The County Board of Supervisors approved a law this week that aims to curb underage drinking by punishing homeowners and renters if minors consume alcohol on their property when five or more people are present.
On Tuesday the board passed the Social Host Ordinance in a 4-1 vote, after hearing from supporters ranging from the Santa Ynez Valley Coalition to Promote Drug Free Youth. If given final approval by the board on June 15,the ordinance will allow police to cite hosts if five or more people gather on private property for a social activity and residents knowingly permit anyone under 21 to drink. The new measure would impose fines beginning at $500 for a first offense and require hosts to take a county-approved counseling program. The law also notes that hosts should check ID cards and insist that minors leave from their parties; if they do not, residents would be cited for a public nuisance.
Mary Conway, a coordinator from the coalition, said the ordinance will effectively prevent youth from easy access to alcohol.
“This is a proven strategy across the nation actually as well as in our own state of California,” Conway said. “It actually helps to limit the access to alcohol to underage drinkers.”
Supervisors also heard from opponents of the bill at Tuesday’s meeting, including UC Santa Barbara’s Associated Students and Isla Vista residents.
According to External Vice President of Local Affairs Cori Lantz, A.S. members criticized the law’s definition of a party as not applicable to Isla Vista. A college town like Isla Vista, Lantz said, usually has houses comprised of numerous roommates on one lease — so renters could possibly be held responsible for parties they didn’t participate in or sponsor.
“The fact that five people is considered a party or gathering is extremely concerning,” Lantz said. “I personally live with six people, and that’s a low number in I.V. I also have been that person that comes home at 1 a.m. [and] my house is having a huge party and I didn’t know about it.”
3rd District Supervisor Doreen Farr, who cast the only opposing vote on the ordinance, said she also felt uneasy that renters unrelated to a party could be cited.
“That wasn’t really answered at the hearing,” Farr said. “I can understand why the students would see that as a real concern.”
According to Farr, another concern about the ordinance is that new civil regulations would need to be incorporated into the budgets of county departments before it could be sufficiently funded.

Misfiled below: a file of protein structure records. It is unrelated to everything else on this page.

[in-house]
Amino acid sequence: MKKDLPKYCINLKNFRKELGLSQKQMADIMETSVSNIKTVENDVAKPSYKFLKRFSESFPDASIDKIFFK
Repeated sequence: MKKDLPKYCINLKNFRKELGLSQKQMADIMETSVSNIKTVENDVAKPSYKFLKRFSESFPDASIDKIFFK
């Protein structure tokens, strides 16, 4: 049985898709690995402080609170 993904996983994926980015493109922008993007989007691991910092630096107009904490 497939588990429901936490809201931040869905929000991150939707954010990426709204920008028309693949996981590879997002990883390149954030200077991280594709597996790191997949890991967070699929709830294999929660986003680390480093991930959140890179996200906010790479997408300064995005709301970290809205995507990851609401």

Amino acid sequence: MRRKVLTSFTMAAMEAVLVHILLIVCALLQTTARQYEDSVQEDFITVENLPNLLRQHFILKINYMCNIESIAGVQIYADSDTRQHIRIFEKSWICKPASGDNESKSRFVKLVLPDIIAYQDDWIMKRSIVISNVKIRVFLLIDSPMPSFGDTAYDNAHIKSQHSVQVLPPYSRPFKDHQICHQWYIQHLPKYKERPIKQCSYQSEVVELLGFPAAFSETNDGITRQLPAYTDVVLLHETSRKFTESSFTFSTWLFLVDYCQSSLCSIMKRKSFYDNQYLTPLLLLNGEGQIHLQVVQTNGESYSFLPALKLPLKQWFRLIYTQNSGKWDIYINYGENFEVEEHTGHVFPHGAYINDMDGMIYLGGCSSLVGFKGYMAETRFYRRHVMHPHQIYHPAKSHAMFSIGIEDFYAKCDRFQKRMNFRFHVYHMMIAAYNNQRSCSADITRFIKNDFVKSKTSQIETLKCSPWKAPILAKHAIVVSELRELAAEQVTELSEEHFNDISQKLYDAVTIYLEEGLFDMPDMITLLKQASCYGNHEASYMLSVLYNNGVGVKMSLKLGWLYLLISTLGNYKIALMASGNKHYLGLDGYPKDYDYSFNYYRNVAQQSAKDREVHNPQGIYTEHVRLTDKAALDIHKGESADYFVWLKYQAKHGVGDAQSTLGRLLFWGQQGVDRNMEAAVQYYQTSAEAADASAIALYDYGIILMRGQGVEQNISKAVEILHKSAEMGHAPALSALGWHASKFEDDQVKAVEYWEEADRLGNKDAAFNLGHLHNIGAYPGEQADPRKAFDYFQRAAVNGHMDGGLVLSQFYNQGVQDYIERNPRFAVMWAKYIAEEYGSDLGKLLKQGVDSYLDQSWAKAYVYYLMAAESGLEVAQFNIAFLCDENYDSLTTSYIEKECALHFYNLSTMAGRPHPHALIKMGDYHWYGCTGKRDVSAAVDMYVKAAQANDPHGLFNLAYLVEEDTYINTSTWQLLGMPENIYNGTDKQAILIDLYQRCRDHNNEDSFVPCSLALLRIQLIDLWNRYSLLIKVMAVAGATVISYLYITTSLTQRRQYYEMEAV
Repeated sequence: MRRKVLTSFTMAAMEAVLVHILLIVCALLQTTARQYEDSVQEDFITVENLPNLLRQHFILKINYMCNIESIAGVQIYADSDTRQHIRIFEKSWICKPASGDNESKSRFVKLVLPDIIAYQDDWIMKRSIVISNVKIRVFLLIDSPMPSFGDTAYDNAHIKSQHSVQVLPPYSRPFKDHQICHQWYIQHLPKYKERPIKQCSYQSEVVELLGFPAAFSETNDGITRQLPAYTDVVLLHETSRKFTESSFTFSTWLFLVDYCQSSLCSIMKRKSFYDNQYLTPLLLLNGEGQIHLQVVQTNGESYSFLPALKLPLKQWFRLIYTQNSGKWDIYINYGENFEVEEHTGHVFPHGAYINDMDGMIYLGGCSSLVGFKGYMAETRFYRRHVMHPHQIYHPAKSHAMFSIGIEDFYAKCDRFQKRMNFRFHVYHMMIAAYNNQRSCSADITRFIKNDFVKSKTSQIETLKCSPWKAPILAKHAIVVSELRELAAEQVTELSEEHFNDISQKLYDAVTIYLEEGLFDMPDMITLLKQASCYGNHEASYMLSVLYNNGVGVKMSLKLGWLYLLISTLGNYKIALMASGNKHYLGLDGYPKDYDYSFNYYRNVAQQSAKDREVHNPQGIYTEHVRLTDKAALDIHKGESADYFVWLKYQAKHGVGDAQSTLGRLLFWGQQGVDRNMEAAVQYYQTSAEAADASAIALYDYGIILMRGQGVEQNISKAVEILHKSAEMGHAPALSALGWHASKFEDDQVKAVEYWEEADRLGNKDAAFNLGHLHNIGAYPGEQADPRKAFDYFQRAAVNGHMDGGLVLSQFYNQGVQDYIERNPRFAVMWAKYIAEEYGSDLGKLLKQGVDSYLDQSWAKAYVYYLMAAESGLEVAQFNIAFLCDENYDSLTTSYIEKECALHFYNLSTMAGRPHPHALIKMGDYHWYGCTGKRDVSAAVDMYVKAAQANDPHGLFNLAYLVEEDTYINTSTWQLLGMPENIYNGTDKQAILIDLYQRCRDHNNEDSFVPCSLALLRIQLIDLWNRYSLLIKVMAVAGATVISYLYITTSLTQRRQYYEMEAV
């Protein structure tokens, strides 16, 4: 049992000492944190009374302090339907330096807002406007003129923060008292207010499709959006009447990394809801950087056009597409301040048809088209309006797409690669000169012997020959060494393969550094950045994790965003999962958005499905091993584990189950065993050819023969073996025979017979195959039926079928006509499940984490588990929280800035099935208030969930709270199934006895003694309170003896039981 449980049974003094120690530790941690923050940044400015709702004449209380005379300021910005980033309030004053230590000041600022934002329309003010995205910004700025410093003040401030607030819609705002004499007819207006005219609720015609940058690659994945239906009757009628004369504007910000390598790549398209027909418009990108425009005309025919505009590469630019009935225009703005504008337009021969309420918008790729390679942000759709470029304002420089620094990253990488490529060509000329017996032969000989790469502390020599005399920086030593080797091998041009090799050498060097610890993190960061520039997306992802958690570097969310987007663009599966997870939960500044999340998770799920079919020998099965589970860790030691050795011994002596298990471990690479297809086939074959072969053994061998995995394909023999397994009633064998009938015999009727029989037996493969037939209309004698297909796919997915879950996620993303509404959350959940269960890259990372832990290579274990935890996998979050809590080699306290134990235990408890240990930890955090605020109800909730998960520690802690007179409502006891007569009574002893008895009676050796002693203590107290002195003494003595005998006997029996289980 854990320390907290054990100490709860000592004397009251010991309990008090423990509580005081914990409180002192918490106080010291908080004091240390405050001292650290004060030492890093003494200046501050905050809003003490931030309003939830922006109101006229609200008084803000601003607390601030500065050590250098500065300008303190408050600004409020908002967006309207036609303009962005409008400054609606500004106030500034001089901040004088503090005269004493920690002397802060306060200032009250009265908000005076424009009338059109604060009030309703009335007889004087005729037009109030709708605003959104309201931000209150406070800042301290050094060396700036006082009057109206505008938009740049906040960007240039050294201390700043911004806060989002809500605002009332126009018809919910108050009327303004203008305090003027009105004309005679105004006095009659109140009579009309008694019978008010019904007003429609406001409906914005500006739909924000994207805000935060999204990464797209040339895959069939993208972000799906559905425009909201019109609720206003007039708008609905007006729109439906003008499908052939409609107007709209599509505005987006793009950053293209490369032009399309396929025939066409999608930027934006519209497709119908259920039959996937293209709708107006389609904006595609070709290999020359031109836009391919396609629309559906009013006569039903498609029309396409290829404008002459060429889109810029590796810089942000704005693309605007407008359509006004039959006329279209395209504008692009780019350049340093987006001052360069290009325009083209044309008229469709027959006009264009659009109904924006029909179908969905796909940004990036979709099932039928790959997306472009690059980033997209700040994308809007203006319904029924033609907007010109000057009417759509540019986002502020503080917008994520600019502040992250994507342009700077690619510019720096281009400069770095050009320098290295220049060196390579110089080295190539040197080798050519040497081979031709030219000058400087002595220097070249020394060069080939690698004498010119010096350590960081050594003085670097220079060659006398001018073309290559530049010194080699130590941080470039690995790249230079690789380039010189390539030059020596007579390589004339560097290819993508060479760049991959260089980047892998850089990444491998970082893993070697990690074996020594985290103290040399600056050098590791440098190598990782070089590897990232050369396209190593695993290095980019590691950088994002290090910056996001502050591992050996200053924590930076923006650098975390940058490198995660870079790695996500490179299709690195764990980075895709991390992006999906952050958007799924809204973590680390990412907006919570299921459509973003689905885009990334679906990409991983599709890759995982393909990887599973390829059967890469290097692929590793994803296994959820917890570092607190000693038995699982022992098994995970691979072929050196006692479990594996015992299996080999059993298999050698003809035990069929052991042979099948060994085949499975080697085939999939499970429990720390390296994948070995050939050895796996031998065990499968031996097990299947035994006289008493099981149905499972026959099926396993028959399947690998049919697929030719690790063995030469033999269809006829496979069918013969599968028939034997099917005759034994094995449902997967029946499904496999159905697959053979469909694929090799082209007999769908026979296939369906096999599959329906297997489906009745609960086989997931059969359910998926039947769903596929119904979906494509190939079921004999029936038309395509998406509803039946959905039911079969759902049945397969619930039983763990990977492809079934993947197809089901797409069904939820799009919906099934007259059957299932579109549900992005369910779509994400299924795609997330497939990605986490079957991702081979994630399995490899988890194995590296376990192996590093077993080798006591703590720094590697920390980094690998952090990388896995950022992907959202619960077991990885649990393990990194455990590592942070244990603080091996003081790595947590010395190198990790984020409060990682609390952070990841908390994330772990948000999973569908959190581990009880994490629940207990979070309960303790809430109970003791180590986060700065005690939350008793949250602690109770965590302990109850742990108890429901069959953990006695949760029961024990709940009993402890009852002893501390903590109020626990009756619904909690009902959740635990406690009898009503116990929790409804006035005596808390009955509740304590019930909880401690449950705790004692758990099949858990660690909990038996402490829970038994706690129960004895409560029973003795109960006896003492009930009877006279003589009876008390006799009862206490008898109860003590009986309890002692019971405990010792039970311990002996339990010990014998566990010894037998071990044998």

“The Alcohol, Drug and Mental Health department is undergoing a severe budget shortfall and the current programs that we have for alcohol and drug prevention programs are being cutback severely,” Farr said. “I mentioned all of this but the board decided to go ahead with it anyway.”
A.S. members also criticized the bill’s timing. In its current form the bill provides for a 90-day educational period before the law could take effect, so that county residents could learn about its new rules. According to Lantz, this wait would cause the bill to take effect during the summer and provide most local residents with little to no time to become aware of it.
Conway said she agreed with student criticism and would support postponing the ordinance.
“It’s not about trying to bust people, it’s about trying to educate people,” Conway said. “I would like to see personally that we have all of September and all of October.”
Local authorities already have legal authority to break up parties under the county’s public nuisance laws, if rough body contact or a keg is visible to the public.
Though the SHO allows authorities to cite hosts for allowing minors to drink if parties have five or more people, Isla Vista Foot Patrol Lieutenant Brian Olmstead said the Sheriff’s Dept. only intends to use the law to break up parties that cause significant disturbances.
“Those are the parties that we’re interested in dispersing,” Olmstead said. “If it’s five guys and they’re having a barbeque and they’re not disturbing anyone, we’re not concerned with that.”
According to Olmstead, the Santa Barbara County Sheriff will soon outline a set procedure for enforcing the ordinance. Hopefully, he said, this will correct general misunderstandings about the law that have led some to fear that police will break up parties and enter houses unreasonably.
“There are a lot of fears that this ordinance gives us more authority to go into people’s house and search around,” Olmstead said. “It doesn’t give us more authority than we already have.”